BPA linked to a common birth defect in boys
A new study links fetal exposure to a common chemical pollutant, bisphenol A (BPA), to defects of a testicular hormone in newborn boys with undescended testicles. The results, which were presented Monday at The Endocrine Society's 95th Annual Meeting in San Francisco, suggest yet another potential harmful effect of BPA, which is widely used in many plastics, liners of food cans and dental sealants.
"Alone, our study cannot be considered as definitive evidence for an environmental cause of undescended testis," said lead author Patrick Fenichel, MD, PhD, professor and head of reproductive endocrinology at the University Hospital of Nice in France. "But it suggests, for the first time in humans, a link that could contribute to one co-factor of idiopathic [unexplained] undescended testis, the most frequent congenital malformation in male newborns."
Cryptorchidism, the medical name for undescended testicles, occurs in 2 to 5 percent of full-term male newborns, according to Fenichel. Sometimes the testicles descend on their own within six months after birth. If the condition persists and goes untreated, however, it carries an increased risk in adulthood of decreased fertility and testicular cancer, he said.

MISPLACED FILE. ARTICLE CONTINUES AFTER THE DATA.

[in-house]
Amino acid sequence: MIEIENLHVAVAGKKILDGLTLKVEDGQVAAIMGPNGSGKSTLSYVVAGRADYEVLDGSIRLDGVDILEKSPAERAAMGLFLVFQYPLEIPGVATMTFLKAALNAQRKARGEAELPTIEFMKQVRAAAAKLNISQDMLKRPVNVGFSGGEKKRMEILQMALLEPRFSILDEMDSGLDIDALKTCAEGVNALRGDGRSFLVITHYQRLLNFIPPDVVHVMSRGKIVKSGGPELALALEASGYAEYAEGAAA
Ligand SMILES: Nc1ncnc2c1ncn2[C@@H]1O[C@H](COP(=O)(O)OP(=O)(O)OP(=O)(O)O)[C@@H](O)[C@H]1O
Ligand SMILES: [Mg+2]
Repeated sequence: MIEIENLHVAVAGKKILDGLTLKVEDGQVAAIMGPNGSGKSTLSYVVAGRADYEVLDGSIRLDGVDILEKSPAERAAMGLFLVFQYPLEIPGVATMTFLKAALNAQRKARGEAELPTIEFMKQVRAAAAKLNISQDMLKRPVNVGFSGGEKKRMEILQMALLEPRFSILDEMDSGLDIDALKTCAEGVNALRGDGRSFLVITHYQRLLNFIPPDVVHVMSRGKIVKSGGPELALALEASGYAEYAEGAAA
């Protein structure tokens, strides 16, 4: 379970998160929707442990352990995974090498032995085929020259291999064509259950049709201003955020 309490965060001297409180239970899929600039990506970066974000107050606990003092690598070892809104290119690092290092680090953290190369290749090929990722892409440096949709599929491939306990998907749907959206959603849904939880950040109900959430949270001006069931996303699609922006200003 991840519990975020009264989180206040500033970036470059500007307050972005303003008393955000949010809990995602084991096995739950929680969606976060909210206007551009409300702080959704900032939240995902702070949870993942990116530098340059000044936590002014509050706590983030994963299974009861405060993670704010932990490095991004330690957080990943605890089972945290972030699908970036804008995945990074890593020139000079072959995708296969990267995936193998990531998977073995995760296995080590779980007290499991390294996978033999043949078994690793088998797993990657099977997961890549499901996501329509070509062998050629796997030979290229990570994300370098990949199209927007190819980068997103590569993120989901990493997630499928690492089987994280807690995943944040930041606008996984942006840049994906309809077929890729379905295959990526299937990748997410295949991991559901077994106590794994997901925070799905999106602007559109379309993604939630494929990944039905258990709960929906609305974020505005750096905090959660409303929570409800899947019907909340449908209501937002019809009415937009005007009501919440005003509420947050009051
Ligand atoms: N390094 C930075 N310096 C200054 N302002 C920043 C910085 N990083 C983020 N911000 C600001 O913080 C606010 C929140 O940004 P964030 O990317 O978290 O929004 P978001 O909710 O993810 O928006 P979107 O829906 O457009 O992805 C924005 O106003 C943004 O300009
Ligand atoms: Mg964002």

Fenichel and his colleagues studied 180 boys born after 34 weeks' gestation between 2003 and 2005. Fifty-two were born with one or two undescended testicles, 26 of whom still had the condition at 3 months of age. The other 128 newborns did not have this birth defect and were matched for pregnancy term, weight and time of birth (the control group). Using sensitive immunoassays of the infants' umbilical cord blood, the researchers measured the newborns' levels of BPA and insulin-like peptide 3, one of the two testicular hormones that regulate descent of the testicles.
Testosterone level, which also controls fetal testicular descent, did not differ between the groups and was normal in the whole population, according to Fenichel.
The infants with cryptorchidism had significantly lower levels of insulin-like peptide 3, compared with the controls, the authors reported. These infants did not have greatly increased levels of BPA or several other environmental endocrine disrupters that were measured. However, in all 180 infants, the BPA level inversely correlated with the level of insulin-like peptide 3, meaning that the higher the BPA level, the lower the level of this important testicular hormone.
Fenichel speculated that BPA, an estrogenic endocrine disruptor, might repress, as other research has shown for estrogens in rodents, expression of the gene for insulin-like peptide 3. This could be a co-factor in the development of cryptorchidism, he said.
Animal research also has linked fetal BPA exposure to an increased risk of reproductive disorders and other health problems.